Lord of War (2005)
Lord of War Synopsis
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Lord of War 4K Review
I am far from a Nicolas Cage (National Treasure) fan; however, in this case, I found myself really engaged in watching this movie. Let me say that Yuri Orlov is one of the most despicable characters to grace the silver screen, in what was a surprising morality tale, instead of a crazy action/thriller, which is what I expected.
I never watched this when it first came out in 2005, so I had no idea what I would find but I was pleasantly surprised to see Cage at his restrained best during most of this film. Although he had a few fine moments of unrestrained madness, he generally left the scenery chewing to a bare minimum.
In case you aren't familiar with this one:
Chance leads Yuri Orlov (Nicolas Cage) to discover his one talent - illegal arms dealing. With his brother's (Jared Leto; Suicide Squad) help, he reaches the top of the trade, supplying anyone whose check clears. His skills and quick wits bring him everything he's ever wanted - and help him elude a persistent Interpol agent(Ethan Hawke; Training Day ). But at the peak of his prowess, he discovers his customers might demand more than he can give...and those he's trying to protect could become deadly liabilities.
Cage spends much of the film's 2 hours narrating the rise and fall of Yuri Orlov. This character is grimy and despicable. He lies to everyone - his model wife, parents, brother, Interpol. The only person he doesn't lie too is himself. He readily admits that he is good at what he does - selling weapons to very bad people. Some call them Freedom Fighters but Yuri knows that's bullshit. He knows it's all bullshit but he loves the thrill of the sale, the profits he makes, he loves the drugs he snorts and the prostitutes he has sex with. He has zero qualms about anything he does. Even after he loses everything, from his wife and child to his parents, his brother even sacrifices himself so Yuri will see the error of his ways but none of these things move him much. In the end, Yuri's greed remains the one sickening constant. And all of his misdeeds go unpunished. Dare I say, he is even rewarded? And the gray area posed in this movie is what makes it so good. Bad people go free every day, the morally bankrupt remain unpunished and even the good guys in power, are not squeaky clean. At All!
The 4K UHD presentation here was impressive with a 2160p transfer in 2.40:1. For the most part, the movie looks excellent except for the opening credits, where we follow a CGI scene of the life of a bullet. We go from the factory to the shipping container to the magazine rifle, where the bullet is fired from a machine gun and into the head of a young boy in West Africa. While otherwise powerful as an intro, the digital images are archaic and grainy. However, the rest of the film looks great. From shadowy interiors of Eastern Block military bunkers to the blazing sun of the Sahara Desert, even the fine details of Andre Baptiste's (Eamonn Walker; Oz) linen suit are amazingly detailed. Lionsgate did a fantastic job updating Lord of War.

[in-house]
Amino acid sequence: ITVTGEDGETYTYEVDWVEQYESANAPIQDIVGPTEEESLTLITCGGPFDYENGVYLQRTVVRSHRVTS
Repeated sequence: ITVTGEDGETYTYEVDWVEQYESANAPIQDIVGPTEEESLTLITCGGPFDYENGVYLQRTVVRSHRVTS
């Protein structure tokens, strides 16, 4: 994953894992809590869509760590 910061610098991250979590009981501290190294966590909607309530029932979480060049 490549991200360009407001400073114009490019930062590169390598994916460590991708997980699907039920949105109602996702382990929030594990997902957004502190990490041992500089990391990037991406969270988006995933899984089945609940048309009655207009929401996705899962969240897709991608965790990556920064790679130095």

The audio is also well-done. The update to Dolby Atmos is solid and we are treated to moments of subtle and discrete effects, like background gunfire to the upfront and personal Nic Cage narration. The dialog is never lost and the few moments of real action are engaging and pull you into the conflicts that Yuri does his very best to propagate.
But keep in mind, this is not an action flick. There's no real focus on combat, explosions, or violence. They are tangents and take a back seat to what's really important - the power brokers controlling the war machines. Don't expect massive scenes of conflict. It's just not that kind of film.
As for the special features, there are a few. Seven, in fact. Deleted scenes, The Making of Lord of War featurette, Inside the Arms trade documentary, which was interesting, and the obligatory Commentary tracks. Pretty pedestrian, if you ask me but, again, it's not that kind of film, and, keep in mind, these extras are 1080p, but upscaled, and nothing to write home about.
This all being said, Lord of War, is a surprising morality tale of Evil vs. Evil where good seems to have been pushed to the side. At the end of the film, Yuri continues to sell arms and we are treated to a splash on the screen about how the top 5 members of the UN Security Council, America, Russia, China, The UK, and France are all the biggest Arms dealers in the world. We begin to understand the moral cesspool Yuri has been swimming in for 25 years. We are also made to believe that since the powers-that-be condone it, we cannot change the system. What's frustrating and sad is that they are probably right.
- Audio Commentary with Writer / Director Andrew Niccol
- The Making of Lord of War
- Making a Killing: Inside the International Arms Trade
- Deleted Scenes
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